The crying Games

September 5 2004 / The Observer

Tears, wrote Voltaire, are the silent language of grief. They can also be a public expression of joy. Tears are mysterious and uncontrollable. They are universal and can often say more about you and how you feeling than any words, which is why the ritual of the immediate post-race interview should be ignored or, better still, scrapped altogether. How do you feel? BBC interviewer Sally Gunnell asks in her screechy voice. The answers are inevitably banal. ‘I’m gobsmacked,’ Kelly Holmes said after winning gold, her second, in the 1500m. In truth, we already knew from what was written on her face how she felt: delighted, amazed, relieved. We did not need any hasty words of confirmation.

The 2004 Athens Olympics were certainly the Games of tears. In triumph and in despair athletes openly wept - for themselves, for what they had won and lost. Here were people of all nationalities competing before a worldwide television audience and in extremis. ‘I have worked so hard for this,’ sobbed forlorn swimmer Sarah Price following an accident, in which she gashed her shins on an underwater camera. Her injury no doubt contributed to her finishing last in her semi-final. When Paula Radcliffe, humbled and exhausted, began to cry after stopping in the marathon, her tears were edged by a sense of an ending - not just of this particular Olympic marathon but for her arduous career-long pursuit of an Olympic medal. She knew that her chance would not come again, which was why, despite her capitulation in the marathon, she pluckily chose to run in the 10,000m, only to drop out once more.

The tears of Matthew Pinsent, at the end of the final of the coxless fours, and of Hicham El Guerrouj, both at the end of the 1,500m and again on the winners’ podium, were those of exhilaration and relief. I was in the stand watching as Pinsent drove on his team to narrow victory over a powerful Canadian team. In the immediate aftermath of that victory, he was inconsolable. He knew how much he had demanded of himself for this, his fourth gold medal, and just how easily the race could have gone against him. His weeping, like the man himself, was hugely open and expressive, ostentatious even. The tears of El Guerrouj were, by contrast, almost like an expression of private grief. It was almost as if in victory the Moroccan could not stop himself from recalling the trauma of former Olympic defeats; he seemed at once elated and forlorn.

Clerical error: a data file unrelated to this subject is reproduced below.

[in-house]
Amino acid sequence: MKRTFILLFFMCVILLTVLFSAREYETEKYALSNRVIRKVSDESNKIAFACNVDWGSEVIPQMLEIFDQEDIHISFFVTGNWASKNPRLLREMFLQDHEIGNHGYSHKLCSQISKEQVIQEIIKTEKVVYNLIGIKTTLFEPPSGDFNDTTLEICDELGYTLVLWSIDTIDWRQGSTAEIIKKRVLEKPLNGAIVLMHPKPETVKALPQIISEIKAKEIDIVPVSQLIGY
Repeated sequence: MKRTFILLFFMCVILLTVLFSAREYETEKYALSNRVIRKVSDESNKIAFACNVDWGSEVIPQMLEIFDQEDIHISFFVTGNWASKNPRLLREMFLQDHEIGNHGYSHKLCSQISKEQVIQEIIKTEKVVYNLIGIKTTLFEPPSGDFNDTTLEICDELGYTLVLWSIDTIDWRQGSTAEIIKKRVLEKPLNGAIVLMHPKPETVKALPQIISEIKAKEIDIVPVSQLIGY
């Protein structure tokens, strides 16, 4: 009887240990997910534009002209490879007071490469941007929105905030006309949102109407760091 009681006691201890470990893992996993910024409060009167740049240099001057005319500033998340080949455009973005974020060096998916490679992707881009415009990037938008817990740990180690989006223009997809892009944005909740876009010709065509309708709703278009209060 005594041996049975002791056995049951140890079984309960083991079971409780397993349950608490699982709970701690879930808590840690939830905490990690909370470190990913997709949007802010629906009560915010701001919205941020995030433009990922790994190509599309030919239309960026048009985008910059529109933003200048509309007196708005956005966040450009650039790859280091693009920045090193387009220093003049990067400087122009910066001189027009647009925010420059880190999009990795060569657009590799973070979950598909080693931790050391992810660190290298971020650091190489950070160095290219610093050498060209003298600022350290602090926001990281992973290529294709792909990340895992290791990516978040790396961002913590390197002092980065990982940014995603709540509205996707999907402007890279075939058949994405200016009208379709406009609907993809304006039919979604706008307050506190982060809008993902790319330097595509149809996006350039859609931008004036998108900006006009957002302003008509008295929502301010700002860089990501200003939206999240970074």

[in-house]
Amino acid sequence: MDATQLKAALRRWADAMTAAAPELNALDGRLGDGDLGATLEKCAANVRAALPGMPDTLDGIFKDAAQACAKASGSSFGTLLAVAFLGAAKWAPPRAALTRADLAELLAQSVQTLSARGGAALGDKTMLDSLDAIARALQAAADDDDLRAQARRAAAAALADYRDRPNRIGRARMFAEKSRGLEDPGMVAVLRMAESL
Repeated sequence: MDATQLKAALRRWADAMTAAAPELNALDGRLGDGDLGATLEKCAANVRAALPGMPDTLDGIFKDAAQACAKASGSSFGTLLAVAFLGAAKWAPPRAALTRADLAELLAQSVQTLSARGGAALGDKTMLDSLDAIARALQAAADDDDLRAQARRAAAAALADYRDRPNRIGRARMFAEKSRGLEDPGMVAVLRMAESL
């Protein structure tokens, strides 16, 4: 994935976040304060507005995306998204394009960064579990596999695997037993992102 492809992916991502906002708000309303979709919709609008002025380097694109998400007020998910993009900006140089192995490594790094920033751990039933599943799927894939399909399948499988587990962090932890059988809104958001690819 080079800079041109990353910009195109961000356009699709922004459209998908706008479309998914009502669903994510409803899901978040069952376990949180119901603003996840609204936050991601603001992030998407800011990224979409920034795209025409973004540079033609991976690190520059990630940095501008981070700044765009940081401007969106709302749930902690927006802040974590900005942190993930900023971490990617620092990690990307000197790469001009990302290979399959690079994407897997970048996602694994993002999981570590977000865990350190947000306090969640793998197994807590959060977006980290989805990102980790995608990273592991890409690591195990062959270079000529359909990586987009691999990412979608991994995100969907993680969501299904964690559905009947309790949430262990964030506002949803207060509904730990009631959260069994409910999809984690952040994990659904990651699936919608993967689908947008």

These were, on the whole, a good Games for the British. The team won 30 medals, including nine golds, its best haul at a Games since 1924. But we still finished behind France and Italy, countries of comparable wealth and population, as well as, more predictably, behind Germany and the sport-fixated Australians.

Athens itself is a city of spectacular dereliction and of monumental ruin. It must be difficult for modern day Athenians to move forward when, almost at every corner, the very architecture of the city returns you ceaselessly to the past and to the contemplation of a former greatness. And yet Greece is moving forward. These Games - so efficiently run and harmonious - were testament to that.

There is a tradition, at the closing ceremony, for the president of the International Olympic Committee to acclaim the Games that have just ended as the greatest ever. The then president Juan Samaranch certainly said as much of Sydney 2000. This time, Jacques Rogge, perhaps remembering all those empty venues in the opening week, was more circumspect. He simply described Athens 2004 as ‘unforgettable, a dream Games’.

Few who had the good fortune to be present at the Olympic Stadium or who watched the drama on television would disagree.